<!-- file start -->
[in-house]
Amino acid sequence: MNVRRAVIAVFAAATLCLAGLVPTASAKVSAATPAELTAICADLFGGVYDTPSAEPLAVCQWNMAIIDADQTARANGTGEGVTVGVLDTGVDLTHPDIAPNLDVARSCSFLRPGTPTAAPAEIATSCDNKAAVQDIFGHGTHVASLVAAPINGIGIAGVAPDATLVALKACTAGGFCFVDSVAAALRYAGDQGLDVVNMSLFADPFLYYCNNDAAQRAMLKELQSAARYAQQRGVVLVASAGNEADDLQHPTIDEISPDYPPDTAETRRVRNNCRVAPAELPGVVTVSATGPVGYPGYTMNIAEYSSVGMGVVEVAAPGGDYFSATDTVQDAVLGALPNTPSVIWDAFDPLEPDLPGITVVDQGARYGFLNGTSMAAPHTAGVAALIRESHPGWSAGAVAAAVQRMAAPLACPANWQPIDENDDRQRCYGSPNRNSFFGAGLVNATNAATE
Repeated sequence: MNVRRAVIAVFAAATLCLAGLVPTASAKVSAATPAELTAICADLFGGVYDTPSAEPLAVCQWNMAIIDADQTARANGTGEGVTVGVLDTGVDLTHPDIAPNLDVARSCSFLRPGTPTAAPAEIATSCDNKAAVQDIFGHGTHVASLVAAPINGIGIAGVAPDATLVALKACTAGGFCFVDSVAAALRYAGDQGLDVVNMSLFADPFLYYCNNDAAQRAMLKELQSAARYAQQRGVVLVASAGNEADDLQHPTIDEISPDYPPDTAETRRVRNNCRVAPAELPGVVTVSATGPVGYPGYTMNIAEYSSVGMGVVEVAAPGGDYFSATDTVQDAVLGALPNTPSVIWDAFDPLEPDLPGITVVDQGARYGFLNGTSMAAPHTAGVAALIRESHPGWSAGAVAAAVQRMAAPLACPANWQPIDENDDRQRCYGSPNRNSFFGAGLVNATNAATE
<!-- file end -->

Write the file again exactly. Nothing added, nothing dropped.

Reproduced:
[in-house]
Amino acid sequence: MNVRRAVIAVFAAATLCLAGLVPTASAKVSAATPAELTAICADLFGGVYDTPSAEPLAVCQWNMAIIDADQTARANGTGEGVTVGVLDTGVDLTHPDIAPNLDVARSCSFLRPGTPTAAPAEIATSCDNKAAVQDIFGHGTHVASLVAAPINGIGIAGVAPDATLVALKACTAGGFCFVDSVAAALRYAGDQGLDVVNMSLFADPFLYYCNNDAAQRAMLKELQSAARYAQQRGVVLVASAGNEADDLQHPTIDEISPDYPPDTAETRRVRNNCRVAPAELPGVVTVSATGPVGYPGYTMNIAEYSSVGMGVVEVAAPGGDYFSATDTVQDAVLGALPNTPSVIWDAFDPLEPDLPGITVVDQGARYGFLNGTSMAAPHTAGVAALIRESHPGWSAGAVAAAVQRMAAPLACPANWQPIDENDDRQRCYGSPNRNSFFGAGLVNATNAATE
Repeated sequence: MNVRRAVIAVFAAATLCLAGLVPTASAKVSAATPAELTAICADLFGGVYDTPSAEPLAVCQWNMAIIDADQTARANGTGEGVTVGVLDTGVDLTHPDIAPNLDVARSCSFLRPGTPTAAPAEIATSCDNKAAVQDIFGHGTHVASLVAAPINGIGIAGVAPDATLVALKACTAGGFCFVDSVAAALRYAGDQGLDVVNMSLFADPFLYYCNNDAAQRAMLKELQSAARYAQQRGVVLVASAGNEADDLQHPTIDEISPDYPPDTAETRRVRNNCRVAPAELPGVVTVSATGPVGYPGYTMNIAEYSSVGMGVVEVAAPGGDYFSATDTVQDAVLGALPNTPSVIWDAFDPLEPDLPGITVVDQGARYGFLNGTSMAAPHTAGVAALIRESHPGWSAGAVAAAVQRMAAPLACPANWQPIDENDDRQRCYGSPNRNSFFGAGLVNATNAATE